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Jeffrey Epstein January 20, 1953 - August 10, 2019

Remembering the Life and Crimes of Jeffrey Epstein

Originally published by Beyond the Dash on August 13, 2019

American financier Jeffrey Epstein was found dead of an apparent suicide in a Manhattan jail cell while awaiting trial on sex trafficking charges on Saturday, August 10, 2019. He was a convicted pedophile who died as he lived: escaping justice for his many crimes. 

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Obituaries are expected to be factual, civil and fair. But when a person's legacy is the pain, violence and abuse they inflicted on others, their obituary can hardly be all positive. There are those who say that a man like Jeffrey Epstein deserves to be forgotten — we disagree. We remember to acknowledge the suffering of the women who were exploited by him, while working toward a future in which crimes like Epstein's can never happen again. 

Early life

Jeffrey Epstein was born on January 20, 1953 in Brooklyn to parents Pauline and Seymour Epstein. He was a bright boy who excelled in music and skipped two grades in high school. Epstein then studied at Cooper Union and Courant Institute of Mathematical Sciences, but did not complete a degree. 

While working as a teacher of physics and math at the Dalton School in Manhattan, Epstein met Bear Stearns CEO Alan Greenberg. After being dismissed from Dalton, Epstein used his connection with Greenberg to secure an assistant position at Bear Stearns. Epstein rose through the ranks in investment banking, becoming an options trader within a few years. In 1981, he was asked to resign after "getting into trouble" at Bear Stearns. He remained close with Greenberg despite the scandal. 

Financial consulting

Epstein launched his own company the following year, Intercontinental Assets Group Inc. During this time, Epstein purported to be an intelligence agent, a "high-level bounty hunter" and carried a fake Austrian passport. 

He launched J. Epstein & Company in 1988, where his only confirmed client was Victoria's Secret founder Les Wexner, who now claims that Epstein stole from him. In a recent letter from Wexner to members of the Wexner Foundation, as reported by the Wall Street Journal, Wexner wrote:

"We discovered that he had misappropriated vast sums of money from me and my family...This was, frankly, a tremendous shock, even though it clearly pales in comparison to the unthinkable allegations against him now."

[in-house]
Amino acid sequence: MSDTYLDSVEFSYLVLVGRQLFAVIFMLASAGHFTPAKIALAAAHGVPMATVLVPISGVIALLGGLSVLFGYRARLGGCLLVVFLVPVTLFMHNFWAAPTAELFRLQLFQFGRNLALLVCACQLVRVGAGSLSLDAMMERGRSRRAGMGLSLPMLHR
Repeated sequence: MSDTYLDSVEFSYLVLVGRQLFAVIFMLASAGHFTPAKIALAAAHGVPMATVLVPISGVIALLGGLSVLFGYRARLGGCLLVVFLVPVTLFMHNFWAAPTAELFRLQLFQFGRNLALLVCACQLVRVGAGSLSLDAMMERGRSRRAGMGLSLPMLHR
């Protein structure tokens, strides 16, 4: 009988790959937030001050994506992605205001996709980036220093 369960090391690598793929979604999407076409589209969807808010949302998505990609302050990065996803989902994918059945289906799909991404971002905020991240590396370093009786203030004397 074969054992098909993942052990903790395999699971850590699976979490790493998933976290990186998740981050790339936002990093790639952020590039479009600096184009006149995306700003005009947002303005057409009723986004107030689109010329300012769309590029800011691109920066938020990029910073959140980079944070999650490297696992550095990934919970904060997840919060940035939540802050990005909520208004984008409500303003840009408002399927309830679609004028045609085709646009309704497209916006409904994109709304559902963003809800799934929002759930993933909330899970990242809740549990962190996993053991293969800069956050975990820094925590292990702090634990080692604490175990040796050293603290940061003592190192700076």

Despite the theft of $46 million, Wexner never sued Epstein. 

Epstein also used his position to pose as a representative of Victoria's Secret and lure models back to hotel rooms, despite not working for the underwear brand. In two reported instances, Epstein allegedly used a meeting to sexually assault a model who thought she was being recruited. 

Sex crimes

In 1990, Epstein bought a mansion in Palm Beach, infamous for parties and sexual abuse of underage girls, according to allegations.

Two years later, he and Donald Trump held a party for themselves and 28 young women. The women provided entertainment in the form of a "private pageant."

When he purchased Little St. James in the Virgin Islands in 1998, neighbors began calling the hideaway "pedophile island." in 1999, Epstein forced an underaged worker at Mar-A-Lago, Donald Trump's elite Florida resort, to have sex with Prince Andrew, according to a 2015 affidavit. He traveled on his private jet with Bill Clinton at least 4 times.

"I've known Jeff for 15 years. Terrific guy," Trump said in an interview with New York Magazine in 2002. "He's a lot of fun to be with. It is even said that he likes beautiful women as much as I do, and many of them are on the younger side."
— The New York Times

His relationship with Donald Trump didn't last. The pair fell out by 2004, apparently over a $41 million mansion in Palm Beach. Donald Trump ultimately won the property in an auction, and two weeks later an anonymous tip to the police accused Epstein of abusing underaged girls at his house. 

Legal troubles

In 2006, Epstein was charged with unlawful sex acts with a minor, and indicted on one count of soliciting prostitution. The case was referred to the FBI, and in 2008 Epstein pleaded guilty to two lesser counts of felony prostitution. The deal, brokered by then-U.S. attorney for Southern Florida Alex Acosta allowed a federal non-prosecution agreement with Epstein, and sealed records on the case so the public would not know the details of his crimes. The 36 underage victims identified by prosecutors were not notified of the deal. Epstein then went about settling over a dozen other lawsuits with victims out of court. 

Epstein was sentenced to 18 months in prison, a much lighter sentence than the mandatory 5 to 15 years mandated by Florida law for statutory rape of a minor. During his time in jail, Epstein resided in a private wing of the prison, and was permitted to work 12-hour days for up to 6 days a week from his office, returning to prison to sleep. He was released 5 months early, serving just over a year of jail time.